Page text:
Michael Donaghy, an American poet living in London, wrote a pamphlet titled wallflowers: a lecture on poetry with misplaced notes and additional heckling (London: The Poetry Society, 1999).
Having discussed Tony Harrison’s poem, “The Timer,” he says: “Now let’s watch another magician, one who uses an altogether different principle of enclosure. Keep your eye on the cup:
The Story of the White Cup
I am not sure why I want to tell it,
since the cup was not mine, and I was not there,
and it may not have been white, after all.
When I tell it, though, it is white, and the girl
to whom it has just been given, by her mother,
is eight. She is holding a white cup against her breast,
and her mother has just said good bye, though those
could not have been, exactly, the words. No one knows
what her father has said, but when I tell it,
he is either helping someone very old with a bag
or asking a guard for a cigarette. There is, of course,
no cigarette. The box cars stand with their doors
slid back. They are black inside, and the girl
who has just been given a cup and told to walk
in a straight line and to look like she wants
a drink of water, who cried in the truck
all the way to the station, who knew, at eight,
where she was going, is holding a cup to her breast
and walking away, going nowhere, for water.
She does not turn, but when she has found water,
which she does, in all versions of the story, everywhere,
she takes a small sip of it and swallows.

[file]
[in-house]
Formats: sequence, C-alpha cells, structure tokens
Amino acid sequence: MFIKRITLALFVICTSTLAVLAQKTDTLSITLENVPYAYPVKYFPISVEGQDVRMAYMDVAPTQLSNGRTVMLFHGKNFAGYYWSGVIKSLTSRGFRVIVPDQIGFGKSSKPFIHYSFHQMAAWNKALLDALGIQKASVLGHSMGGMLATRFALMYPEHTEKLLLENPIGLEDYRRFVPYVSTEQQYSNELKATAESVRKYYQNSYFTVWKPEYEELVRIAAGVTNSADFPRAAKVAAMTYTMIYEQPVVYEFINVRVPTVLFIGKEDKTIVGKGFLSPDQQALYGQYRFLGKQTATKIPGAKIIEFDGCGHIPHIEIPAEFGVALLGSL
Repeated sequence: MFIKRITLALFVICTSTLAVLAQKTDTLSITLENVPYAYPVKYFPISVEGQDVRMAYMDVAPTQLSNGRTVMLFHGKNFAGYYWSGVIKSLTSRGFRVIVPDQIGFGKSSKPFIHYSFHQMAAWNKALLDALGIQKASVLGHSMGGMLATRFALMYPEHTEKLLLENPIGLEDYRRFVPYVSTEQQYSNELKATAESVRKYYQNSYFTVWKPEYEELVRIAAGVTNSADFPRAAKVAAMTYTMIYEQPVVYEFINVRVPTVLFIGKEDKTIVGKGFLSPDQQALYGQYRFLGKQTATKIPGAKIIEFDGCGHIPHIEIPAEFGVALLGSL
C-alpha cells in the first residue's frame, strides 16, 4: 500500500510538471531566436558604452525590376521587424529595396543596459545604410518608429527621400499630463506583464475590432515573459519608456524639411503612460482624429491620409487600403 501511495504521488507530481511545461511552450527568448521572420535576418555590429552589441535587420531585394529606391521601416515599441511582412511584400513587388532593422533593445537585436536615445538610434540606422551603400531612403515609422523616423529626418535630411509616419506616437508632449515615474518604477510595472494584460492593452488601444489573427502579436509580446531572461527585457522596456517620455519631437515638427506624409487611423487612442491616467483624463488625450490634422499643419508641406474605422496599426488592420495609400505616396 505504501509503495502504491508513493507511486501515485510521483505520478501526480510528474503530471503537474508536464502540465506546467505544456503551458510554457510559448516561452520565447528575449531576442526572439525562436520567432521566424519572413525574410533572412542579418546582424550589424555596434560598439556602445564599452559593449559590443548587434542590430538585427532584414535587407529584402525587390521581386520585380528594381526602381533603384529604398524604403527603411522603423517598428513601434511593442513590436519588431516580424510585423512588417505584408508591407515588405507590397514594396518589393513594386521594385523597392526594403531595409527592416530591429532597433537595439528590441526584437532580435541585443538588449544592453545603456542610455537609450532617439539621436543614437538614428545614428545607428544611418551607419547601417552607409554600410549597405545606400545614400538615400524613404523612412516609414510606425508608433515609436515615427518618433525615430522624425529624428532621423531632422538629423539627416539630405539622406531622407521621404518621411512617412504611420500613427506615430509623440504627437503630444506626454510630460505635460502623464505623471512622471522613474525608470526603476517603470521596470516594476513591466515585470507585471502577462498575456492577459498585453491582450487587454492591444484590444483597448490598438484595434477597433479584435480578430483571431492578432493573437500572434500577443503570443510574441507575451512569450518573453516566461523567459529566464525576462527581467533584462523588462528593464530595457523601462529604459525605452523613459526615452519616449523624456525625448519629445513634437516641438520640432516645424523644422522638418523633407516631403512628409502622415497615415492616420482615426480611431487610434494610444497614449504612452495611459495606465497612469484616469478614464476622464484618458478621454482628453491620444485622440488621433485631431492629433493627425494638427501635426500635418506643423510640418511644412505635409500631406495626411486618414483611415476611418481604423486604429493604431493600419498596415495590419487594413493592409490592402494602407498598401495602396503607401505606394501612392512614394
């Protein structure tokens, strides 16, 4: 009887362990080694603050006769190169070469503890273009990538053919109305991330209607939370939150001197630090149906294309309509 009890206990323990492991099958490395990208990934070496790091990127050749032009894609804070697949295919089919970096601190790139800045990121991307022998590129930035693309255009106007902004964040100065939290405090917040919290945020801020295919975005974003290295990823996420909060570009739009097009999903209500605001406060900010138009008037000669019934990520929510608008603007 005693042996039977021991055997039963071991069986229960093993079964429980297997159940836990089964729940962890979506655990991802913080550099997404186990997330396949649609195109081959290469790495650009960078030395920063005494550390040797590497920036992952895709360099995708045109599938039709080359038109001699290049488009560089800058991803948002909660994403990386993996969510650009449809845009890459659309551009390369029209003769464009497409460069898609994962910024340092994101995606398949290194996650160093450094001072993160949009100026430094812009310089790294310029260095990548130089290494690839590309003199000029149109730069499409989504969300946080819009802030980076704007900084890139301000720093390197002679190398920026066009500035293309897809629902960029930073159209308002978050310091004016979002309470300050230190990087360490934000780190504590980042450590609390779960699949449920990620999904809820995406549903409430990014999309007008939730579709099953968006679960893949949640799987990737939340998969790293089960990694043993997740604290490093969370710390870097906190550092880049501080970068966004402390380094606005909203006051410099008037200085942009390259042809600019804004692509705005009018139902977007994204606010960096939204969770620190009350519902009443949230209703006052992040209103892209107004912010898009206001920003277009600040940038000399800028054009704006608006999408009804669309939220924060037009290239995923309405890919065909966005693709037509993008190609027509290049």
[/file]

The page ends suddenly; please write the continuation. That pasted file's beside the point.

Here the American poet Roger Mitchell blocks our habituated emotional responses, our escapes into historical abstraction, sentimentality, or that media-generated phenomenon, "compassion fatigue," by a formal subterfuge. We can’t possibly know where and when the "story of the white cup" takes place until we encounter the words "box cars"—halfway through the poem, when we’re in too deep to back out. Even the title is strategically misleading, for this is the story of the story of the white cup. Like Coleridge, Mitchell has interposed a voice compelled to bear witness, "I am not sure why I want to tell it," a formula that might as easily imply indolence as urgency. The style is studied artlessness—no similes, no metaphors, no discernible poetic diction—but the storyteller must offer us specificity, focus, or the story evaporates, so he fills in the gaps (‘When I tell it, though, it is white’) informing us at every stage of his decisions: "but when I tell it/ he is either helping someone very old with a bag/ a worn valise held in place with a rope/ or asking a guard for a cigarette." "Bag,” of course, is blurry, so he slowly twists his lens to a sharper image, to more information, to the desperation and fear implied by the incongruous "valise" overpacked and held shut by a rope. But whatever its colour, the one object beyond fabrication is the cup, the talisman at the centre of the story, a story framed by a voice, a voice framed by the poem. And it’s the cup that locates us in the present of a German or Polish railway station in, say, 1942, in the presence of the poem. Because in Mitchell’s "telling" the past tense is transmuted at every point into the present—"I am telling it....it is white.”